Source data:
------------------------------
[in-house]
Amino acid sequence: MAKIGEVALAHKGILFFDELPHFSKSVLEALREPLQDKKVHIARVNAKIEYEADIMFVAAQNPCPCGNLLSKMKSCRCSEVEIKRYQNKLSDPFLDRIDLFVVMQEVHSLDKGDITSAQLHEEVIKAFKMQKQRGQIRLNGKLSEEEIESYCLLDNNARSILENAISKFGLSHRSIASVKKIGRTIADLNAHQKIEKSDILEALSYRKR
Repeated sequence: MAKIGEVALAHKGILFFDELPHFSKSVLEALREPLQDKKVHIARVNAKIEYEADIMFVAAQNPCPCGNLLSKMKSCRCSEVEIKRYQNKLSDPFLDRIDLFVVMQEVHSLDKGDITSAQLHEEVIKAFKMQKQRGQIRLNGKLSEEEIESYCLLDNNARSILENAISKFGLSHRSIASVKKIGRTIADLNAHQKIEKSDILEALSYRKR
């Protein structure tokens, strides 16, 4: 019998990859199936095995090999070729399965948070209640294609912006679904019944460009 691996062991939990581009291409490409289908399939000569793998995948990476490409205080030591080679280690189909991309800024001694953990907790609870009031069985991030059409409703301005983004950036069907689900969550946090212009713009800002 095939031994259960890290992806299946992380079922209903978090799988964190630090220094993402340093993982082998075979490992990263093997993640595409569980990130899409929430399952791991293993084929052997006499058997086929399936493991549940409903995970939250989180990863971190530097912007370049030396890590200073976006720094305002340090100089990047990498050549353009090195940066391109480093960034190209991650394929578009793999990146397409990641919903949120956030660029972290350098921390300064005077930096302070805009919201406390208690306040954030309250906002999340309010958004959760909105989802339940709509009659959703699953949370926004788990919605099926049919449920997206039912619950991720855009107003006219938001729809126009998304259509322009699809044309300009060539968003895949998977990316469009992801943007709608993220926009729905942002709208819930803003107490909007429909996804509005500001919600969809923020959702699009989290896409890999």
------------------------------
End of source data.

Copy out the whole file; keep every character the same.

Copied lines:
[in-house]
Amino acid sequence: MAKIGEVALAHKGILFFDELPHFSKSVLEALREPLQDKKVHIARVNAKIEYEADIMFVAAQNPCPCGNLLSKMKSCRCSEVEIKRYQNKLSDPFLDRIDLFVVMQEVHSLDKGDITSAQLHEEVIKAFKMQKQRGQIRLNGKLSEEEIESYCLLDNNARSILENAISKFGLSHRSIASVKKIGRTIADLNAHQKIEKSDILEALSYRKR
Repeated sequence: MAKIGEVALAHKGILFFDELPHFSKSVLEALREPLQDKKVHIARVNAKIEYEADIMFVAAQNPCPCGNLLSKMKSCRCSEVEIKRYQNKLSDPFLDRIDLFVVMQEVHSLDKGDITSAQLHEEVIKAFKMQKQRGQIRLNGKLSEEEIESYCLLDNNARSILENAISKFGLSHRSIASVKKIGRTIADLNAHQKIEKSDILEALSYRKR
């Protein structure tokens, strides 16, 4: 019998990859199936095995090999070729399965948070209640294609912006679904019944460009 691996062991939990581009291409490409289908399939000569793998995948990476490409205080030591080679280690189909991309800024001694953990907790609870009031069985991030059409409703301005983004950036069907689900969550946090212009713009800002 095939031994259960890290992806299946992380079922209903978090799988964190630090220094993402340093993982082998075979490992990263093997993640595409569980990130899409929430399952791991293993084929052997006499058997086929399936493991549940409903995970939250989180990863971190530097912007370049030396890590200073976006720094305002340090100089990047990498050549353009090195940066391109480093960034190209991650394929578009793999990146397409990641919903949120956030660029972290350098921390300064005077930096302070805009919201406390208690306040954030309250906002999340309010958004959760909105989802339940709509009659959703699953949370926004788990919605099926049919449920997206039912619950991720855009107003006219938001729809126009998304259509322009699809044309300009060539968003895949998977990316469009992801943007709608993220926009729905942002709208819930803003107490909007429909996804509005500001919600969809923020959702699009989290896409890999």